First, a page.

What made you change from a BSc/MSc chemistry to a PhD in Earth Sciences? What inspired you to pursue a path in Academia?
When I started my chemistry degree, I loved learning all the theory, but hated labs. I did an integrated masters with a year in industry, though even then I was thinking of alternative career options. It wasn’t until my supervisor sat me down and said, ‘Leanne, have you thought about doing a PhD? You’ve really taken to the research side of your masters project. You’re the sort of person who would do well doing a PhD and really enjoy it.’ I think if it wasn’t for this comment, I would have never considered pursuing academia.
As I really enjoyed the ocean chemistry unit and seeing the chemical impacts on the biology of the ocean, I applied for a PhD project in Earth Sciences. My PhD looked at the impact of climate change and global warming on the acidification of coralline algae. I truly loved my PhD, I really enjoyed it.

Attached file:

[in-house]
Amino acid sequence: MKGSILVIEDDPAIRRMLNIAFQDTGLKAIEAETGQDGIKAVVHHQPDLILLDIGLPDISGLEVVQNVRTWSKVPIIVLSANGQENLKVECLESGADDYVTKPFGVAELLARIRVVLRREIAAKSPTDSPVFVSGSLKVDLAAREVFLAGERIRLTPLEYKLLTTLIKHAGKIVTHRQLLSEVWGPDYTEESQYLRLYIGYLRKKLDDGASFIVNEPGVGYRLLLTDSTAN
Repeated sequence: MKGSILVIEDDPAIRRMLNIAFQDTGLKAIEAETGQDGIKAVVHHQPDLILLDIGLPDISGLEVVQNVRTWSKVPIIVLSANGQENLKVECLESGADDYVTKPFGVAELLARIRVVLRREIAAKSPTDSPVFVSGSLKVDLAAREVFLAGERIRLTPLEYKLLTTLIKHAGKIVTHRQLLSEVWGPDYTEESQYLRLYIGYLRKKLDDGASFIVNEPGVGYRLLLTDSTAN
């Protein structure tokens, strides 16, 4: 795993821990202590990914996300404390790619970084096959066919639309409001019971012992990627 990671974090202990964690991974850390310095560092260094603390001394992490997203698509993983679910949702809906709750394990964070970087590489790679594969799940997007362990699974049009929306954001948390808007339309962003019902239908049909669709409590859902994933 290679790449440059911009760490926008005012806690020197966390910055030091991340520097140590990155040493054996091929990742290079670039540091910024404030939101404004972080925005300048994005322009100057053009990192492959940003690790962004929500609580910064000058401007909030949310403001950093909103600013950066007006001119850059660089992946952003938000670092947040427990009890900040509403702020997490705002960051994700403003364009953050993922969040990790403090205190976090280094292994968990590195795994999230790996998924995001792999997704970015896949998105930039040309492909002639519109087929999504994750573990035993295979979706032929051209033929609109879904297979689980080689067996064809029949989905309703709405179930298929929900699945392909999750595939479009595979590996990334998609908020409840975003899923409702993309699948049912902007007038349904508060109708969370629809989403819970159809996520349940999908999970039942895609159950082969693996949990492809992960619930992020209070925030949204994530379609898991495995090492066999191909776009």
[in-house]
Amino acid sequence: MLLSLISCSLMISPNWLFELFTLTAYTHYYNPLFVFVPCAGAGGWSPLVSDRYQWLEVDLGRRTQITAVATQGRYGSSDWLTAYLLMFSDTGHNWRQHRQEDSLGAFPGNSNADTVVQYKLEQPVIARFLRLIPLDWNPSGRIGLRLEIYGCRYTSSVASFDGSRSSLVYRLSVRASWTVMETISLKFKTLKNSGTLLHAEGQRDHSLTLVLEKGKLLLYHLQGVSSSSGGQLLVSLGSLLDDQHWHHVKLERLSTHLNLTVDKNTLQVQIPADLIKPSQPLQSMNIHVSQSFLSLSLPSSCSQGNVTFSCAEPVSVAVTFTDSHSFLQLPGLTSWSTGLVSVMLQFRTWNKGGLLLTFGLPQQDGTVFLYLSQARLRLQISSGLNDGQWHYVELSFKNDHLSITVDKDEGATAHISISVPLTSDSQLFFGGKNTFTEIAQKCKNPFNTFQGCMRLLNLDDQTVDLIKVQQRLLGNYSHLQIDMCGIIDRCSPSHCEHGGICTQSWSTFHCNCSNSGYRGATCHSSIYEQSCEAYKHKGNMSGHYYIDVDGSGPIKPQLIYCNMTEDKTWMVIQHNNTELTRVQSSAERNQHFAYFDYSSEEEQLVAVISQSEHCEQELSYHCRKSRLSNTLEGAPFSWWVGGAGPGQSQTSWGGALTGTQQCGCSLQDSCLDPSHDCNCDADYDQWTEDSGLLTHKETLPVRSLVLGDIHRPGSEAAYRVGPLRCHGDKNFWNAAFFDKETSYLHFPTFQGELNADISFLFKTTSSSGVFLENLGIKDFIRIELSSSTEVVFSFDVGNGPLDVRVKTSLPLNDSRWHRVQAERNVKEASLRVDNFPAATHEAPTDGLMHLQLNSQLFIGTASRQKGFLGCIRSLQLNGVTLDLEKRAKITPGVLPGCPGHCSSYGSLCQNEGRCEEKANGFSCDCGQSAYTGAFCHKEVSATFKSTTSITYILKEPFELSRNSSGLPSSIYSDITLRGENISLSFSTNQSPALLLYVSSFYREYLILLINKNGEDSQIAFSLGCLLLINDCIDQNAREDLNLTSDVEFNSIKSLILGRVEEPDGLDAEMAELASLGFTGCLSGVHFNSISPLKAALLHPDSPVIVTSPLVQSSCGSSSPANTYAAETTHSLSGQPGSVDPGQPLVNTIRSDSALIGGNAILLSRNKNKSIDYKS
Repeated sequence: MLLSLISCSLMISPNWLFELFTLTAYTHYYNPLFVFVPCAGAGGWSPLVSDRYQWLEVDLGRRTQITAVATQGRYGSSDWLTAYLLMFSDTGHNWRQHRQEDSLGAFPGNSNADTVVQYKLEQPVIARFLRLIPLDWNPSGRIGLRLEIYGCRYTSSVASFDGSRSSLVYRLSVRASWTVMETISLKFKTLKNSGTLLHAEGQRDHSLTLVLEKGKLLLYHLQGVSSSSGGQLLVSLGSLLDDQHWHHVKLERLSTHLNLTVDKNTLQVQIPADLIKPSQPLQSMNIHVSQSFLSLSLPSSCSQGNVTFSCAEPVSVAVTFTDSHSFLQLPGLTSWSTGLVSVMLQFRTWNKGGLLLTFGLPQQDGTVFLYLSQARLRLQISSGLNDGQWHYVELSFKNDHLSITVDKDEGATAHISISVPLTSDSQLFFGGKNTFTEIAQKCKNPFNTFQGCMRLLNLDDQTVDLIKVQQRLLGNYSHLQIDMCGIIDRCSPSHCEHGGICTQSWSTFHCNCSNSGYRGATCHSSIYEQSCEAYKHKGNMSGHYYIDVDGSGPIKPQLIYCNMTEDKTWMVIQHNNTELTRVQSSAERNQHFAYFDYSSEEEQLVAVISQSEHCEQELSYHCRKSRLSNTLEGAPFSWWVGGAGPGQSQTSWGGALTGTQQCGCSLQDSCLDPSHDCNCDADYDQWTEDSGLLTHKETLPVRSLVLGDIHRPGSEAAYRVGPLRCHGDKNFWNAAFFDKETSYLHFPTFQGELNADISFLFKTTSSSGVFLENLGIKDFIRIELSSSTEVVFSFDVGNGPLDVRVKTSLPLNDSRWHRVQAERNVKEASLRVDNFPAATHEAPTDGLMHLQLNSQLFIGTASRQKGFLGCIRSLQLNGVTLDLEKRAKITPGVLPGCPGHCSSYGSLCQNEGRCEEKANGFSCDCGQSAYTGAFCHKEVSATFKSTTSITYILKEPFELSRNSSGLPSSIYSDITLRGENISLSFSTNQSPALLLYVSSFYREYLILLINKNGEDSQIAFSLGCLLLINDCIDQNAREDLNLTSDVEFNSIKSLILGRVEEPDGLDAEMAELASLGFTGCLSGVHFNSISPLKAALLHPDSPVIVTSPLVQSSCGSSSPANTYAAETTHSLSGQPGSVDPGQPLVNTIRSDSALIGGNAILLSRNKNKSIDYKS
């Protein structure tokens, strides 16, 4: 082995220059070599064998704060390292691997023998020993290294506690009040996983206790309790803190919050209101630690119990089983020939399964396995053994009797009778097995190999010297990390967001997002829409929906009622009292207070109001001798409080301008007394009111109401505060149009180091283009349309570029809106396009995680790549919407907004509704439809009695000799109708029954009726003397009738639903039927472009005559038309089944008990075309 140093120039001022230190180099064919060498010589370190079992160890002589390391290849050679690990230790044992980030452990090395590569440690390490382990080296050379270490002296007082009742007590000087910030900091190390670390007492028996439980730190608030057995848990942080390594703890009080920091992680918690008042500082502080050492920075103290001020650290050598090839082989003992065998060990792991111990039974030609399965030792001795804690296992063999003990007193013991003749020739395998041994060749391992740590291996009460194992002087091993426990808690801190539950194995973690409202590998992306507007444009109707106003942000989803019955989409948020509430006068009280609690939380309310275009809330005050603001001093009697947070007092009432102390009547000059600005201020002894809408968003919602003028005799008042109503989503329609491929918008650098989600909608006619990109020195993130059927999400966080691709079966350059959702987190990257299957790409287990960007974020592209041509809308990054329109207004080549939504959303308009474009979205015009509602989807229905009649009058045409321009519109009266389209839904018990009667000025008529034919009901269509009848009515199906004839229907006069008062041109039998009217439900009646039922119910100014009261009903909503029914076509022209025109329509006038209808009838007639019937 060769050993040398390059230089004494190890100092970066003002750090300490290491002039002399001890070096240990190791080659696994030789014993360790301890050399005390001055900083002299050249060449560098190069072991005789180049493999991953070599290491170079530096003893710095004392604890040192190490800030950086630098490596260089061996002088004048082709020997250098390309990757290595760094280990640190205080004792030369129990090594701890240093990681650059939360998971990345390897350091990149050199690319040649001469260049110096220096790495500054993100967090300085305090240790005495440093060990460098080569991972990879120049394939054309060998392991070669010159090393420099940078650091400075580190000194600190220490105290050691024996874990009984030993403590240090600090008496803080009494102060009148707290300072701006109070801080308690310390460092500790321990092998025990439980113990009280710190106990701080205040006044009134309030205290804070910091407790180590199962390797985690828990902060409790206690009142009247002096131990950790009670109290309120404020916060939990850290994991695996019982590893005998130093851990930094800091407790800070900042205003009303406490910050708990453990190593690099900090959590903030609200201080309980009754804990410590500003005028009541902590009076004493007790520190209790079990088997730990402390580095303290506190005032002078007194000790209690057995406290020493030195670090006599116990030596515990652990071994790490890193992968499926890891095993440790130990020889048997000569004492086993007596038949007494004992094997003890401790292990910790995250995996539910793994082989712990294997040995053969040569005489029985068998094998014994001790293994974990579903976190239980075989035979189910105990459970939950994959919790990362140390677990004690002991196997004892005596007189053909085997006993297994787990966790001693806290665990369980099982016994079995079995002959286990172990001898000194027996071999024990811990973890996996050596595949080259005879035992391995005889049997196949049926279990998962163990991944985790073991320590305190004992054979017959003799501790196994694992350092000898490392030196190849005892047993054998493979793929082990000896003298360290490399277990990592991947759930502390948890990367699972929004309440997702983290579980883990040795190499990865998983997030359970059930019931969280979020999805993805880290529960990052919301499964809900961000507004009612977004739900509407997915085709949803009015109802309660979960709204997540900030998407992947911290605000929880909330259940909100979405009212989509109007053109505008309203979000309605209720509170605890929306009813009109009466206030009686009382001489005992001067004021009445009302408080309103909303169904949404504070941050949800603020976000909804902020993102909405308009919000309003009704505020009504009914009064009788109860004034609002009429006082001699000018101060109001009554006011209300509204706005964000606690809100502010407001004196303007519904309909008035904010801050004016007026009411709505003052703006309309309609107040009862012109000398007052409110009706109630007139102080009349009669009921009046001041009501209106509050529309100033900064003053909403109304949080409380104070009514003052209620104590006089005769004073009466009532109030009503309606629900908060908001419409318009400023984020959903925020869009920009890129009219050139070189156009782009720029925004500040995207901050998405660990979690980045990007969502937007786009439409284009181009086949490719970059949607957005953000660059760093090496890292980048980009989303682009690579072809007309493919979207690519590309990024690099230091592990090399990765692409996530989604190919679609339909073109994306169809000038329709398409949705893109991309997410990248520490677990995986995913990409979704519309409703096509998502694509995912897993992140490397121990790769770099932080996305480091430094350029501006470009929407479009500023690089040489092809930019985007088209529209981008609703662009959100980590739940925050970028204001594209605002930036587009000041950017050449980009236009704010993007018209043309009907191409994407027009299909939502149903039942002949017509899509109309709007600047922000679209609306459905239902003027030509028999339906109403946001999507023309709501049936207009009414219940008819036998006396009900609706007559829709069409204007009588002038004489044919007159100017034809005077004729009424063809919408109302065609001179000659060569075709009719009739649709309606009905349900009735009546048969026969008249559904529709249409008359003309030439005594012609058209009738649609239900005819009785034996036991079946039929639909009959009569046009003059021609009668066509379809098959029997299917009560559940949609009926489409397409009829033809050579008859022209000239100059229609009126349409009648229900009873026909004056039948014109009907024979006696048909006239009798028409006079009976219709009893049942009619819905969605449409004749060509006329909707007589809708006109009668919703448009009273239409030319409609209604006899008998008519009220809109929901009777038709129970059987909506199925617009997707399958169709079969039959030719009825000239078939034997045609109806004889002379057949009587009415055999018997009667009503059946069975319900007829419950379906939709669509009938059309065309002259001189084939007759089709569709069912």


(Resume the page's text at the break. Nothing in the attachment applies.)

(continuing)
PhDs usually attract more international students, did their perspectives help you in your approach to research?
The post-graduate world is definitely more diverse, we had many more black students from all over the African continent, but not in the terms of UK domestic students. If you are looking at UK BAME students, at the time of my PhD, I think I was one of three?
There are a lot of international students who definitely bring more perspectives and resources to our research group. For example, highlighting research and introducing us to papers we probably would not have been aware of if we did not have that connection.
Oh wow, one of three? Do you think that’s isolated to the Earth Sciences departments, or is it a general trend that UK BAME students don’t do PhDs?